What Can Genetics Tell Us About Participation?

For a while now there’s been some literature looking at the extent to which genetic traits might be linked to patterns of political participation, with some studies suggesting that genes might even play a role in which party one votes for. Here’s a great contribution to this literature, looking at the extent to which psychological traits – cognitive ability, personal control, and extraversion – mediate the relationship between genes and participatory behavior. As well as the findings, the paper also presents an excellent overview of the literature at the intersection of genetics and political participation. Below are a few excerpts from the paper (forthcoming in the American Journal of Political Science).

Motivated by earlier research showing a genetic basis for political attitudes (Martin et al. 1986, Alford, Funk & Hibbing 2005), researchers recently discovered that political behaviors like voter turnout and other acts of political participation are also influenced by genetic variation (Fowler,Baker & Dawes 2008). These findings raise the question of how genes and political participation are linked. Mondak (2010) suggested that personality traits may intermediate the relationship between genes and political participation, a conjecture that is potentially supported by recent scholarship demonstrating a relationship between personality traits and political participation (Gerber et al. 2011, Mondak et al. 2010, Mondak 2010, Blais & St-Vincent 2011, Vecchione & Caprara 2009, Mondak & Halperin 2008, Denny & Doyle 2008, Gallego & Oberski 2012). However, an empirical link between genes, personality traits, and political participation has yet to be established. This article seeks to explore the relationship between all three using a uniquely assembled and comprehensive genetically informative dataset with information on personality, cognitive ability and a wide range of political attitudes, beliefs and behaviors. We focus on three potential intermediate psychological traits identified by the literature: cognitive ability, personal control, and extraversion.

(…)

To preview our results, we demonstrate that both acts of participation and related political predispositions share a common source of genetic variation with psychological traits. However, the three psychological traits we study account for only a modest amount of the heritable variation in political participation and predispositions. If psychological traits are in fact mediators, as has been hypothesized by other scholars (Mondak et al. 2010, Mondak 2010), a majority of the heritable variation in political participation and predispositions is likely mediated by traits other than cognitive ability, personal control, and extraversion. Finally, we attempt to test the nature of the relationship between genes, psychological traits, and political participation using a Direction of Causation model (Heath et al. 1993, Duy & Martin 1994).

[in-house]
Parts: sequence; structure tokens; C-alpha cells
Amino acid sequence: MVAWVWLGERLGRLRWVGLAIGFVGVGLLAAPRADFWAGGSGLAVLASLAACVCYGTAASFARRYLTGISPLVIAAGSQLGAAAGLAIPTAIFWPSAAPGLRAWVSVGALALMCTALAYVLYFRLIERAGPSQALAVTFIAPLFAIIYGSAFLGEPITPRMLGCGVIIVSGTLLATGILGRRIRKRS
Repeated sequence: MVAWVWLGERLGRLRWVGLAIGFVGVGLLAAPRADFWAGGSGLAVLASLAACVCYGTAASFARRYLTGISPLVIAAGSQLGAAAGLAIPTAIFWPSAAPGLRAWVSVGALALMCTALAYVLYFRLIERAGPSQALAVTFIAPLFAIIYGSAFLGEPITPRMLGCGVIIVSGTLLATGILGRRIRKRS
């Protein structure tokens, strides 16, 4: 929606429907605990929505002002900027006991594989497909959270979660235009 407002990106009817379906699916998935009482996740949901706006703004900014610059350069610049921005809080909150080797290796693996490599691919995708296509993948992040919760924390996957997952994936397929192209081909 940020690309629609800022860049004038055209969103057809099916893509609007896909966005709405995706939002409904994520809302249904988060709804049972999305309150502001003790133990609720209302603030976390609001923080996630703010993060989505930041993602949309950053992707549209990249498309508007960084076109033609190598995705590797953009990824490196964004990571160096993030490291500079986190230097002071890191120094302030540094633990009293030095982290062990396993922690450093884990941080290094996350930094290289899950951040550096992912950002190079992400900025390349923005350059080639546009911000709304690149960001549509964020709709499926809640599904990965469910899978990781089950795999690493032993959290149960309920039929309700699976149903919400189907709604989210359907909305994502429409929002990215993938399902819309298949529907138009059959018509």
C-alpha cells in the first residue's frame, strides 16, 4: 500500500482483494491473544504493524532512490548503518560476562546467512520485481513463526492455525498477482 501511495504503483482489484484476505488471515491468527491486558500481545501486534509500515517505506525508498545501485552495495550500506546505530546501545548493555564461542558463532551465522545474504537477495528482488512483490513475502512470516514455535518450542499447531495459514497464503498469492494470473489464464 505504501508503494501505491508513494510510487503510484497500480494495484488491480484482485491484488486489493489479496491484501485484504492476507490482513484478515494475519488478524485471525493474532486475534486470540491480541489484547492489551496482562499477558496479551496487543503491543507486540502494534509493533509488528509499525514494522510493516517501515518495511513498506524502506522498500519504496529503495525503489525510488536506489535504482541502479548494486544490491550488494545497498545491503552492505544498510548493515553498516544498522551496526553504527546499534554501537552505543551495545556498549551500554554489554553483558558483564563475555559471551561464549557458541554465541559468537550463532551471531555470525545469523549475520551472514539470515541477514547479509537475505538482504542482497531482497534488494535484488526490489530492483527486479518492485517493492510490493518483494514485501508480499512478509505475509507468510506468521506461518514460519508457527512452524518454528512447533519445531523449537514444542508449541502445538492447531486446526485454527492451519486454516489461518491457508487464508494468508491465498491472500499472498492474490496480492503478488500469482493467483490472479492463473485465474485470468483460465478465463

You can read the full paper “Genes, Psychological Traits, and Participation” here [PDF].

4 thoughts on “What Can Genetics Tell Us About Participation?

  1. Oh, Tiago, I’m such a big fan of your blog, but this one made me wrinkle my forehead and sigh with frustration over the misleading way psychological, and especially bio-psychological research is communicated. Just two things I find majorly wrong with this paper:
    First, the results are not surprising and in no way suggesting anything revolutionary: we are physiologically more or less or different reactive to a certain range of stimuli. So, starting off with a set reactivity spectrum, we’ll develop in whatever environment we grow up in based on the limits and opportunities our body holds for us. Thus, some of our behaviors are indirectly enabled or inhibited by our genes. If you don’t have arms, you probably won’t become a professional chef (or is that possible nowadays? I don’t even know…). If you’re below average in mental rotation, maths will never be your thang. If your brain is relatively indifferent to shocks of adrenalin, you’re probably not a big sensation seeker. And if you’re prefrontal cortex can’t make your limbic system shut up for a while, you’ll never really enjoy reading a newspaper. Twins showing similar patterns of political engagement is not a revolutionary finding. They have overlaps in IQ, social orientation, sensitivity, empathy, activity level, aggression- not surprising that they develop an about similar relationship to politics. So, research has again succeeded at making something official that we already kind of knew. Yeay. Moving on now.